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COLLEGE STATION --

Texas A&M University chemistry professors Dr. Sarbajit Banerjee and Dr. Marcetta Y. Darensbourg have been appointed as Davidson Professors of Science and joint holders of the Davidson Chair in Science, announced Dr. Simon W. North, professor and head of the Texas A&M Department of Chemistry.

"Marcetta and Sarbajit are exceptional scholars who have contributed significantly to the visibility of our department, and their appointments as Davidson Professors of Science are well deserved," North said.

Banerjee joined the Texas A&M Chemistry faculty in 2014 and also is an affiliated faculty member in the Department of Materials Science and Engineering. He earned his doctorate at State University of New York at Stony Brook in 2004 and completed a postdoctoral stint at Columbia University in 2007. Prior to coming to Texas A&M, he spent seven years as an assistant and then an associate professor at the University at Buffalo. Banerjee's research interests are focused on nanomaterials, solid-state chemistry, materials for energy storage and conservation, phase transformations in materials, interface design, green buildings and multifunctional coatings.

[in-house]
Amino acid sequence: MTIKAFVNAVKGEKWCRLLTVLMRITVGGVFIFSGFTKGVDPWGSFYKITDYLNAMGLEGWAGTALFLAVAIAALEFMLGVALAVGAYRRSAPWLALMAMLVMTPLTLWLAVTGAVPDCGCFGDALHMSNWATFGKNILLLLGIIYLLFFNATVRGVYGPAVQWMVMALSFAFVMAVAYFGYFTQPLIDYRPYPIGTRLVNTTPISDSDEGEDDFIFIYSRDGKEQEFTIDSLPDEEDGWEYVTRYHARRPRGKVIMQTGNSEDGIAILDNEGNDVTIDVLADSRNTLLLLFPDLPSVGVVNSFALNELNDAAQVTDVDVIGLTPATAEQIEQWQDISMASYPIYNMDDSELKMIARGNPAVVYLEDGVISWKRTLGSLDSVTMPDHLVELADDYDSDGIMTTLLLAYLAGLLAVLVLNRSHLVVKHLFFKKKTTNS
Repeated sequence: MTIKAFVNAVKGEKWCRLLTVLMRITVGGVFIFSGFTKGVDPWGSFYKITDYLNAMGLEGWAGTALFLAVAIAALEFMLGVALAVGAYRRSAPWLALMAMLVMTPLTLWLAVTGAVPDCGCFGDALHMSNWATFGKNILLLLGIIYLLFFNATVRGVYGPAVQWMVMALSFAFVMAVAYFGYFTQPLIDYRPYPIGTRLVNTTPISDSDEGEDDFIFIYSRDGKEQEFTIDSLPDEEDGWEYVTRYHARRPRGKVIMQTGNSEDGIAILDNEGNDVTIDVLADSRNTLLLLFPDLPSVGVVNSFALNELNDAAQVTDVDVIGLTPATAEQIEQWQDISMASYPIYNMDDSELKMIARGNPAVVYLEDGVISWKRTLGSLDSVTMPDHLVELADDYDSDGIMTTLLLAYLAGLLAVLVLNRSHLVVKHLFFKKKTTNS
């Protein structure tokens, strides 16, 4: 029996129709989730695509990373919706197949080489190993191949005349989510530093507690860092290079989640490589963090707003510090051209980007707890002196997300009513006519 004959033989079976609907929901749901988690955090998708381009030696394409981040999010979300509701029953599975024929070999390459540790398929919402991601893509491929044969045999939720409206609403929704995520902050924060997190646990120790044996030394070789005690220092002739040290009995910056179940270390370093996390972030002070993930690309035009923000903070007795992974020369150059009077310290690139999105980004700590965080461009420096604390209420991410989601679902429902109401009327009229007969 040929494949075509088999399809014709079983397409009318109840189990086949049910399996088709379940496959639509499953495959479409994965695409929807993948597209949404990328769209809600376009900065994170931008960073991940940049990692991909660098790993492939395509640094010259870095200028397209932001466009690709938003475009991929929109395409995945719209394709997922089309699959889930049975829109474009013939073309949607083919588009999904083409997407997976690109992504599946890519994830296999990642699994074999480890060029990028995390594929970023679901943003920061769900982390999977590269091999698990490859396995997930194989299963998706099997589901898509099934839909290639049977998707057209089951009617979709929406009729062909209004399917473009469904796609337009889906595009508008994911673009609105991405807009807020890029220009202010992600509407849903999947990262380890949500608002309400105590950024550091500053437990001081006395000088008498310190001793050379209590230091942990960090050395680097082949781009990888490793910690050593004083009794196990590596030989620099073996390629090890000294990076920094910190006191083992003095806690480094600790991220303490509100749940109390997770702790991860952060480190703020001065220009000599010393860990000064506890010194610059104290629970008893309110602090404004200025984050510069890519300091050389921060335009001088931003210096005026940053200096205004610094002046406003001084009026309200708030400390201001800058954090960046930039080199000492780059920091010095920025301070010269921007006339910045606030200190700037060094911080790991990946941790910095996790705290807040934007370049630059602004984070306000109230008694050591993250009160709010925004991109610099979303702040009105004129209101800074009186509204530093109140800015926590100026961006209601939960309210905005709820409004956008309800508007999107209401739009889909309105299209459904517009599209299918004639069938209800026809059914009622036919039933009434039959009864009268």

Elected as a fellow of the Royal Society of Chemistry in 2016, Banerjee's career honors to date also include the Beilby Medal and Prize (2016), the Rosenhain Medal and Prize (2015), a National Science Foundation CAREER Award (2009), the American Chemical Society ExxonMobil Solid-State-Chemistry Fellowship (2010), the Cottrell Scholar Award (2011), the Minerals, Metals and Materials Society Young Leader Award (2013) and the Journal of Physical Chemistry Lectureship (2013). In addition to being named a Scialog Fellow in 2013, he was named to MIT Technology Review's global list of "top 35 innovators under the age of 35" in 2012 for the discovery of dynamically switchable smart windows technology that promises a dramatic reduction in the energy footprint of buildings.